Category Archives: Debt

Chart of the day: Indexed change in debt types


From Demos, a look at the relative changes in U.S. family debt burdens between 1989 and 2013, with all types indexed at 100 in 1989:

BLOG Debt

Headline of the day: Grecoausterity fight resumes


From eKathemerini:

Talks with creditors to resume but review up in the air as Athens rejects fresh austerity

With talks set to resume on Tuesday with Greece’s international creditors, Athens said on Monday it has no intention of implementing austerity measures beyond the commitments it signed on to in the third bailout last July and plans to seek “allies” among European countries.

They’re back: The Zombies from Wall Street


The Australian Broadcasting Corporation comes to Cleveland to look at the city’s growing bad mortgage crisis and finds a city almost as devastated as Detroit.

It’s a bad sign for other cities.

Via Journeyman Pictures:

The Zombies From Wall Street

FROM ABC’s program notes:

Next time the dinner party conversation turns to property values, consider this: in once-proud American neighbourhoods, two-storey houses are being dumped at auction for a few hundred dollars. Some are literally being given away.

In Cleveland, Ohio – once America’s economic powerhouse – it’s almost a daily event, a legacy of the banking villainy that gave us the GFC.

And now, believe it or not, the banks are playing havoc again.

Is this a family show? – Cleveland politician and activist, Jim Rokakis, when asked for a comment on the banks.

When reporter Paul Barry visited the Midwest city in 2007, “subprime” loans were pushing thousands of families into default. Many were evicted. Others just walked away, emptying out once thriving neighbourhoods.

Everybody’s gone. I’m the old lady on the street now. – East Cleveland resident Stephanie Benifield

Now Barry returns to Cleveland to find prices have plunged so far that many houses are worthless. Banks don’t even bother to foreclose on defaulters. And homeowners are now being stalked by “zombie mortgages”, which leave them liable for property taxes and maintenance costs they can’t afford, even if they’ve left their homes and declared bankruptcy.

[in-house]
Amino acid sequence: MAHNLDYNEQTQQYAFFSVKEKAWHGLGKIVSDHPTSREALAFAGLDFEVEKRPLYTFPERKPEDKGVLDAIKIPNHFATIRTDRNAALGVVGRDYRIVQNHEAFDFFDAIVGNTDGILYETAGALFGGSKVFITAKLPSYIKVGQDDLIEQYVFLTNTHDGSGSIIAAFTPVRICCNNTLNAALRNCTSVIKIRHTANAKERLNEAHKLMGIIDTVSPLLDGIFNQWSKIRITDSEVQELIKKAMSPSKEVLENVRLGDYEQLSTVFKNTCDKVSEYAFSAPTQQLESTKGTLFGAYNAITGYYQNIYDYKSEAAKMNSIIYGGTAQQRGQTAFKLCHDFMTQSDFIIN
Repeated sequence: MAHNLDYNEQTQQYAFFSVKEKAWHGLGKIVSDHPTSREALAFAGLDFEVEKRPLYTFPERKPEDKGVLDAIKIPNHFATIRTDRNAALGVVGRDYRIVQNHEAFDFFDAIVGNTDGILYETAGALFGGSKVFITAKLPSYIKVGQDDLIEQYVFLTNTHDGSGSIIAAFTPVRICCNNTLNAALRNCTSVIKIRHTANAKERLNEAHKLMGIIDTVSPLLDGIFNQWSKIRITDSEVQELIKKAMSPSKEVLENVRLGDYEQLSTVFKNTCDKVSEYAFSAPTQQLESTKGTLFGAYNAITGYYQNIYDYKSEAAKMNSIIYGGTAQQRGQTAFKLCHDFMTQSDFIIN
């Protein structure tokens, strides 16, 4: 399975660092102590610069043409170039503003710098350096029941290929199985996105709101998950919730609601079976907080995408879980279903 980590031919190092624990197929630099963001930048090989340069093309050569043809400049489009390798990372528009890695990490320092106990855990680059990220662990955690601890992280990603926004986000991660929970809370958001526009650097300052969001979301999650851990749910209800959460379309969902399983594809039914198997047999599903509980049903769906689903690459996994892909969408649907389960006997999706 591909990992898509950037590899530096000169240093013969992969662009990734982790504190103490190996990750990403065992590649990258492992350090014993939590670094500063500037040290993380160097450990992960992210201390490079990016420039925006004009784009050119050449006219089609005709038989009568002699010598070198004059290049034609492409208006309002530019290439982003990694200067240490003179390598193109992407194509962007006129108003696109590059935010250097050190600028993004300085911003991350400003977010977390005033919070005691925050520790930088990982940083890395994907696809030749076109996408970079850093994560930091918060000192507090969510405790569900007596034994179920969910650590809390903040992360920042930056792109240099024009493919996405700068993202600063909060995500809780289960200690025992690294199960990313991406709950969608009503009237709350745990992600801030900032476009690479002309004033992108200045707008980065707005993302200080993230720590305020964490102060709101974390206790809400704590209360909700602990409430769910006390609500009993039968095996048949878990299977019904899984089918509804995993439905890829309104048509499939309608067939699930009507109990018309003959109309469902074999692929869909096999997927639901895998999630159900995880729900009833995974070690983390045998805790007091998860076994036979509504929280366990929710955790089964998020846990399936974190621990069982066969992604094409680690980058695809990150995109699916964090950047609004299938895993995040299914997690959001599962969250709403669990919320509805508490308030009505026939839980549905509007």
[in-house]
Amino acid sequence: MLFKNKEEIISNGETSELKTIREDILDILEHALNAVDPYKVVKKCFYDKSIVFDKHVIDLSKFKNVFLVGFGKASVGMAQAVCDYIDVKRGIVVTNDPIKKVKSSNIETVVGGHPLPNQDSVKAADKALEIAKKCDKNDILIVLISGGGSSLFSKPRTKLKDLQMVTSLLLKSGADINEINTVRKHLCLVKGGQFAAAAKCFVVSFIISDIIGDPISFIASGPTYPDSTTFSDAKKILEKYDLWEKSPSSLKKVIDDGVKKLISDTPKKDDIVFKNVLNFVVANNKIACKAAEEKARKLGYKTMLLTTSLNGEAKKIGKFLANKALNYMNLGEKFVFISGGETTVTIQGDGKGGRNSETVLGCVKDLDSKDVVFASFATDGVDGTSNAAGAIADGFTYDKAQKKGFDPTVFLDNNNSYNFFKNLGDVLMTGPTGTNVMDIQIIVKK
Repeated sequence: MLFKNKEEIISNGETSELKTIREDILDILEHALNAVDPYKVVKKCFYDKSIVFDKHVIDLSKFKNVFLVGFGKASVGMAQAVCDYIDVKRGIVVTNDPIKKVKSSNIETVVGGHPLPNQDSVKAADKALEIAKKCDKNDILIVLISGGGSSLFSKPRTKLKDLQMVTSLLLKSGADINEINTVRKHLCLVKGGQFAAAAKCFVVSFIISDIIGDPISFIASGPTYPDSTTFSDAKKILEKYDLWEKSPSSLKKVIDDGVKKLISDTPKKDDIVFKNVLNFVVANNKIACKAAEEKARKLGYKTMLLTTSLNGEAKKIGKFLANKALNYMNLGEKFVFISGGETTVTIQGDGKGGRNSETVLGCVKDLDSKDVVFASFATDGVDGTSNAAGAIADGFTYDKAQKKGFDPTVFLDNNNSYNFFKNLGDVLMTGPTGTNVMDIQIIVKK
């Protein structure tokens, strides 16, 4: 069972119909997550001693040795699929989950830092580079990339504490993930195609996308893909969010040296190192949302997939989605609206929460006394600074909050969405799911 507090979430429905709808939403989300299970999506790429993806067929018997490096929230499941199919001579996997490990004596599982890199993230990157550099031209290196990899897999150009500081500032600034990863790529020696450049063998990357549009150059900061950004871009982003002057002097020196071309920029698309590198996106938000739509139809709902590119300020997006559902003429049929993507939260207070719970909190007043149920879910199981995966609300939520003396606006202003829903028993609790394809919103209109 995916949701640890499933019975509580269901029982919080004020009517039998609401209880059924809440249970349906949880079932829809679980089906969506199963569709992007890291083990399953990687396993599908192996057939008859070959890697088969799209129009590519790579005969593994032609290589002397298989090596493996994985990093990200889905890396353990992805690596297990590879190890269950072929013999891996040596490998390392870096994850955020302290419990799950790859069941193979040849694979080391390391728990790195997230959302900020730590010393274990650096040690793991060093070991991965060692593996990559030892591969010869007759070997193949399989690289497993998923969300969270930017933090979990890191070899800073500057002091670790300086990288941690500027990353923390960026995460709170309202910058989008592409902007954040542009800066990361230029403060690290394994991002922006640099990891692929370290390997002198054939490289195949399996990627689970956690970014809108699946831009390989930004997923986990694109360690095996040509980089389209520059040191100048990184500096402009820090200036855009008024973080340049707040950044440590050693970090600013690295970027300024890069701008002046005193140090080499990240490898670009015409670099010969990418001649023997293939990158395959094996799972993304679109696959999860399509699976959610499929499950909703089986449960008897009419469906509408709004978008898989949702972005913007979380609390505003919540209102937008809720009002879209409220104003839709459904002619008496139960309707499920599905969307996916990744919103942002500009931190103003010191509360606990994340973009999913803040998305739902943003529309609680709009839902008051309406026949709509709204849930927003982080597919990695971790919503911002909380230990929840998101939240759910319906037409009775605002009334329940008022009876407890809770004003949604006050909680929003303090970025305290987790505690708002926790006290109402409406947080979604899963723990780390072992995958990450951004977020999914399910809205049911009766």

Chart of the day: Whilst on the subject of money


From Gallup, a look at the generational divides in debt anxiety, with Gen X suffering from the highest levels of angst:

BLOG Debt

Apologies for the orientation of the graphic, but given that WordPress now longer allows use to pop up graphic elements to enlarge them, this was the only way to ensure legibility.

Quote of the day: Ruthless demands on Greece


From former Greek Finance Minister Yanis Varoufakis — ousted for his outspoken anti-austerity statements at the insistence of the Troika of the International Monetary Fund, European Commission, and European Central Bank — writing for Der Spiegel about the implications of the secret IMF transcript just released by Wikileaks:

What new light does the leaked dialogue between [IMF European chief Poul] Thomsen and Delia Velculescu (the IMF’s Greek mission chief) throw on this saga? It reveals the following state-of-play, as assessed by the IMF:

  • The EU Commission seeks another fudge to be agreed during the IMF’s mid-April Spring Meetings that will allow European leaders to celebrate (again!) the end of the Greek crisis
  • The IMF will block this, unwilling to go along with yet another fudge that violates its no-lending-to-insolvent-governments directive
  • The Greek government is ready to capitulate on new austerity measures demanded by the IMF and amounting to between 2.5 percent and 3 percent of GDP, involving: (a) pension cuts, (b) reduction in income tax credits for the poor, (c) a shift of basic foodstuffs from the 11% to the 23% VAT band, and (d) salary cuts for many public sector workers
  • The Greek government is still holding out on these concessions because the Commission is offering Athens false promises of a ‘softer’ austerity package
  • The IMF is furious with the Commission, not for being ‘kinder’ to Greece but because the Commission’s own “numbers” are pointing to even harsher future measures than the IMF’s
  • The IMF regrets not having negotiated a common position with the Commission first, before the Commission started misleading the Greeks
  • To concentrate the Europeans’ mind sufficiently to force them to come to a ‘decision point’, Greece ‘must’ come close to another catastrophic ‘Event’ (default to one of the troika lenders)
  • Because of the sensitive UK referendum, on 23rd June, the IMF predicts that its “hostilities” with the Commission will be suspended until July when, just like last July, the Greek “Event” will loom
  • At that point, in July, the IMF plans to corner Chancellor Merkel into choosing what costs her less politically: Continuing with the Greek program without the IMF? Or granting the Greek state substantial debt relief?